Nomi Silverman is a mixed-media artist from Connecticut. “[It’s] something I always did—never occurred to me that I would do something different,” she says regarding her profession in an interview with Arts Help.
Silverman was fortunate enough to grow up in an encouraging environment. Her parents, recognizing her passion for the arts, sent her to an art high school, and eventually art school, where she was surrounded by like-minded peers. She explains, “The only caveat was that I took it seriously.” And serious, she was.
Speaking of family, her uncle was an artist and her earliest influence. Later on, Silverman discovered the artwork from Kathe Kollwitz, a German impressionist artist. “[Her] power and passion grabbed me by the heart, and she is still perhaps my strongest influence,” explains Silverman. Not a big fan of the word “inspire”, Silverman has a particularly strong work ethic, as she regards art as a serious business. “It’s not a hobby,” she asserts.
Currently, Silverman is an instructor at Greenwich Arts Society and Silvermine Guild in Connecticut. When her students approach her for advice on art as a career choice, she can’t stress enough the need to work on their craft on a daily basis. “There is no such thing as inspiration,” Silverman explains. “It’s just work. And don’t beat yourself up over a ‘bad work’ or mark.”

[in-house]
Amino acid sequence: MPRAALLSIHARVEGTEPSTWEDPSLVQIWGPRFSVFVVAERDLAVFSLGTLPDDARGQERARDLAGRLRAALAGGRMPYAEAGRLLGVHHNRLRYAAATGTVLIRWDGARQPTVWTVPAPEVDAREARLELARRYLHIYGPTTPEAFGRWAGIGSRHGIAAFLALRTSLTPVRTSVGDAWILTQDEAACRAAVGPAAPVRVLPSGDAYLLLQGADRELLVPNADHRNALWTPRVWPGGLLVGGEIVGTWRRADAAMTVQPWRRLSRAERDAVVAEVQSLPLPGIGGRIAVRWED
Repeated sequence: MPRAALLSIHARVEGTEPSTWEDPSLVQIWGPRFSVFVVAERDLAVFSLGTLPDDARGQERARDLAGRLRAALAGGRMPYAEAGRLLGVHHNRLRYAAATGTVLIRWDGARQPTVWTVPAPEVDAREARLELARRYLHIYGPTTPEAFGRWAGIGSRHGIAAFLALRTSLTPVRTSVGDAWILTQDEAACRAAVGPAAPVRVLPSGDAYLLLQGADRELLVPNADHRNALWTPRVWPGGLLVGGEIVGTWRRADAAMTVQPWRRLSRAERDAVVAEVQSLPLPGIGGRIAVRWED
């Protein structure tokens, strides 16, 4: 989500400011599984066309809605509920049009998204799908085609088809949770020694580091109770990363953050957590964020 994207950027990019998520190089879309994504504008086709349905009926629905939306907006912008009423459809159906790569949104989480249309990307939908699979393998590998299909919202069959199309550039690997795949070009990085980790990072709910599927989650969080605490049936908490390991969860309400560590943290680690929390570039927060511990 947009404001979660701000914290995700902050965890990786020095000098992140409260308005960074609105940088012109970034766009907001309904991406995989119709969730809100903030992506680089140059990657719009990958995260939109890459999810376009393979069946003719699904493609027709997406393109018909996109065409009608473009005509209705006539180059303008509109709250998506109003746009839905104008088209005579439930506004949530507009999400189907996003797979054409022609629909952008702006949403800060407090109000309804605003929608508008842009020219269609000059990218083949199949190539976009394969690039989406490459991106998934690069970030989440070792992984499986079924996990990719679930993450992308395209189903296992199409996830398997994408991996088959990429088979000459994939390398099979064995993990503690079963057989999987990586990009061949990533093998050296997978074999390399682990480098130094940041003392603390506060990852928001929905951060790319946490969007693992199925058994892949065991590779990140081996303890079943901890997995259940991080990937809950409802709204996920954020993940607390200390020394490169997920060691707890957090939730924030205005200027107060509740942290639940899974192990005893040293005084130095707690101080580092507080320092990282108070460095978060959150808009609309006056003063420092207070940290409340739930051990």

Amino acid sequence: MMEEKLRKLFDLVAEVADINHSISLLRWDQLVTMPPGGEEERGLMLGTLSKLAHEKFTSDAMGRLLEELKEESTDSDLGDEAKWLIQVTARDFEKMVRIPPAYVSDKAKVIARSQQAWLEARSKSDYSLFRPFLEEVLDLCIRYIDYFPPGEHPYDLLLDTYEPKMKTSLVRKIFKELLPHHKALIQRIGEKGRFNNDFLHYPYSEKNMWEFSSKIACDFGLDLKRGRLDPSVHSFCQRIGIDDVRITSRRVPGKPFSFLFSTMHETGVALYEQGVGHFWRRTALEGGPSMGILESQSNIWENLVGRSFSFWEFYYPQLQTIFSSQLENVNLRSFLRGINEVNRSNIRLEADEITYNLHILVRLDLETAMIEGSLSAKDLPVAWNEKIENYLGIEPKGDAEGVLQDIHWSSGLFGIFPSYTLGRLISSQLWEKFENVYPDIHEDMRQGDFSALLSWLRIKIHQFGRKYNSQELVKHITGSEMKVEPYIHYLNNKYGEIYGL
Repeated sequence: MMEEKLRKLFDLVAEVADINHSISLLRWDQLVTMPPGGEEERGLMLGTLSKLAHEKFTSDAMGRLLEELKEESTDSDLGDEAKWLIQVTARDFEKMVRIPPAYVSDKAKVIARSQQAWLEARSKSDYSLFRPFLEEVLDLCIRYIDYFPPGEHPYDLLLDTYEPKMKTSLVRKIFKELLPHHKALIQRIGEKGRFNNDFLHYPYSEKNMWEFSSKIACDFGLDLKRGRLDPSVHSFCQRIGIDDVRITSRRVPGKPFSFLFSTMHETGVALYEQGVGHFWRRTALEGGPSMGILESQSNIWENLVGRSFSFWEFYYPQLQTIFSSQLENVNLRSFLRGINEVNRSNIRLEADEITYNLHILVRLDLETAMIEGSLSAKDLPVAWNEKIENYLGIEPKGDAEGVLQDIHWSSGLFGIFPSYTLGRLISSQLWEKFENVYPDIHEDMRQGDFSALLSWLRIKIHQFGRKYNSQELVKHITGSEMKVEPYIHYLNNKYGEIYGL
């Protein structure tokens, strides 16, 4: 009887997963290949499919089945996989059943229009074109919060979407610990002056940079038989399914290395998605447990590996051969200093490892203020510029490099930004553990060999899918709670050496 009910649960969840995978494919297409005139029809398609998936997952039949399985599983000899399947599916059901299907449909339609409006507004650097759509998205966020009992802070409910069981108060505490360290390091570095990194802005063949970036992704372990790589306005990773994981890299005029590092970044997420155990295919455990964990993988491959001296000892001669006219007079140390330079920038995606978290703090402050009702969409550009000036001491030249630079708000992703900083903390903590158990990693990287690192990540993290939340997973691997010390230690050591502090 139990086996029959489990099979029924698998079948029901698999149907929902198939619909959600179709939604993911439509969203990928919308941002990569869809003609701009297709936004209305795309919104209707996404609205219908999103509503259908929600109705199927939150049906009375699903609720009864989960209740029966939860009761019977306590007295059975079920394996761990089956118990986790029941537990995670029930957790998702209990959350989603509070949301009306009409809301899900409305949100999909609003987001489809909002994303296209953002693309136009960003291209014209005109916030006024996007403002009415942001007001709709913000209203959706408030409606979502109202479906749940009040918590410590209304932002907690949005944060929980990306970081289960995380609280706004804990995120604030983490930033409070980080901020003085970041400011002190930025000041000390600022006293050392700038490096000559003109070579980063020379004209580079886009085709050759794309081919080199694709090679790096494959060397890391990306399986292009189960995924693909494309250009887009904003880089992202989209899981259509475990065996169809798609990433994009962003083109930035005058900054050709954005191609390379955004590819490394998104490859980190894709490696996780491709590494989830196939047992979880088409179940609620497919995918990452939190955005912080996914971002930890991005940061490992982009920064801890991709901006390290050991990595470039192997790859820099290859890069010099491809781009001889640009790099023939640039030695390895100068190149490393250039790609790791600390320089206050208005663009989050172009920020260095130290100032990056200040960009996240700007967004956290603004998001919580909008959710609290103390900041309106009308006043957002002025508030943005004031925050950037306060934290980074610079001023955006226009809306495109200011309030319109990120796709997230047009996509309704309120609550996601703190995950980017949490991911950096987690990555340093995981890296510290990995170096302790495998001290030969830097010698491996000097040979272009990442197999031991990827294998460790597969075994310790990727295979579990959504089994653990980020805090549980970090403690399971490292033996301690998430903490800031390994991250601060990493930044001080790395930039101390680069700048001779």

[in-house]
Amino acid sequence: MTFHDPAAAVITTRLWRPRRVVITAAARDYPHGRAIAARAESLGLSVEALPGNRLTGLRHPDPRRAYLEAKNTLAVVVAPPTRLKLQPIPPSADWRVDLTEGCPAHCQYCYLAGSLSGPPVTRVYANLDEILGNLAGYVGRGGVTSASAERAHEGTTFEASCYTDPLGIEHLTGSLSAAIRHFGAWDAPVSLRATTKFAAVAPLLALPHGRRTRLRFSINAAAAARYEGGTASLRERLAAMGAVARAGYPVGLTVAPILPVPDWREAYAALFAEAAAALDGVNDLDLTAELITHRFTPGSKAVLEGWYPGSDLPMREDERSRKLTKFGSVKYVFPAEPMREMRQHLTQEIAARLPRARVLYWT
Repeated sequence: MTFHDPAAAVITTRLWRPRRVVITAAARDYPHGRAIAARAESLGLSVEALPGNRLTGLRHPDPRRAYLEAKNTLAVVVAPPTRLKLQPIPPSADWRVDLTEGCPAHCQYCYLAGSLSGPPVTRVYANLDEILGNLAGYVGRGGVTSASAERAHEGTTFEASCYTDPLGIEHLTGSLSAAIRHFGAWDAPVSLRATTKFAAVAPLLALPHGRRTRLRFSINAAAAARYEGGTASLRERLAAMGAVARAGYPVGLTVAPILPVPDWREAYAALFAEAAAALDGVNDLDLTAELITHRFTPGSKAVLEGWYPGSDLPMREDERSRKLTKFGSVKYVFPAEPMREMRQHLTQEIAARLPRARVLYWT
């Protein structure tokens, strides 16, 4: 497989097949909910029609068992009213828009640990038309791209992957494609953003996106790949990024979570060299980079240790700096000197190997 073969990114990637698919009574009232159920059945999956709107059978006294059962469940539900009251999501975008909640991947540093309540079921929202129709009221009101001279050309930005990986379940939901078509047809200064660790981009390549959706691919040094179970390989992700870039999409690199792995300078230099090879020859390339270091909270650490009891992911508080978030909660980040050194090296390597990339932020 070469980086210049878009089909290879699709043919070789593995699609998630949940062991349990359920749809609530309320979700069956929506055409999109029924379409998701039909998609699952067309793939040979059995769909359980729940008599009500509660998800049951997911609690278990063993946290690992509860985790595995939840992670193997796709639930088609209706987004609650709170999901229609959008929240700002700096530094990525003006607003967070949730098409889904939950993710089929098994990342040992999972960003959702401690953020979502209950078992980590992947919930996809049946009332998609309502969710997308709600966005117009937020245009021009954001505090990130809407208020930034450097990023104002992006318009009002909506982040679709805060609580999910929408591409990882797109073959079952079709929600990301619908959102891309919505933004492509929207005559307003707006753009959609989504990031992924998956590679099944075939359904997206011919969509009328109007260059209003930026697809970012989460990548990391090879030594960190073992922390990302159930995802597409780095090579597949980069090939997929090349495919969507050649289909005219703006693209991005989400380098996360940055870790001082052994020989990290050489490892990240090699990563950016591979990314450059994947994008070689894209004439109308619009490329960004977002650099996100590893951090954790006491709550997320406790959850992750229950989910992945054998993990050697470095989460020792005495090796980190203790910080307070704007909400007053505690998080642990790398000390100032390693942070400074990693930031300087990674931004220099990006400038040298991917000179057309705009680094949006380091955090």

Being a morning person and a multi-tasker, she says, “That’s when I do the work that involves most thinking. In the afternoon, I can do work that’s more production-focused.” Silverman’s artistic process often involves juggling two or three projects (in different mediums) at the same time, whether it’s pastel, print or sculpture. “When those pieces are at a critical junction, or a technical junction, I will devote more time to that,” she adds.
Her most recent project, a book on a Syrian student who fled to Berlin, is in its final stages of production. Additionally, Silverman has started a project based on The Decameron, viewing it in light of today’s tumultuous political climate. Simultaneously, she has a life-sized sculpture project, representing the “interaction between immigrant and native born” and a pastel series delving into the life of a transgender subject.
This multifaceted artist describes herself as a storyteller, explaining how some of her own family members were victims of state-sponsored terrorism. “As a result, I am acutely aware of the power of the state and its consequences,” she observes.
Delving into stories of homelessness, racial inequality, LGBTQI+ rights and the lives of refugees and immigrants, Silverman’s practice uplifts the marginalized, echoing the United Nations Sustainable Development Goal for Reduced Inequalities. Through her art, she gives voice to those on the outside of today’s sociopolitical climate in the hopes that inclusivity will one day be the norm.
Learn more about Nomi Silverman’s work here.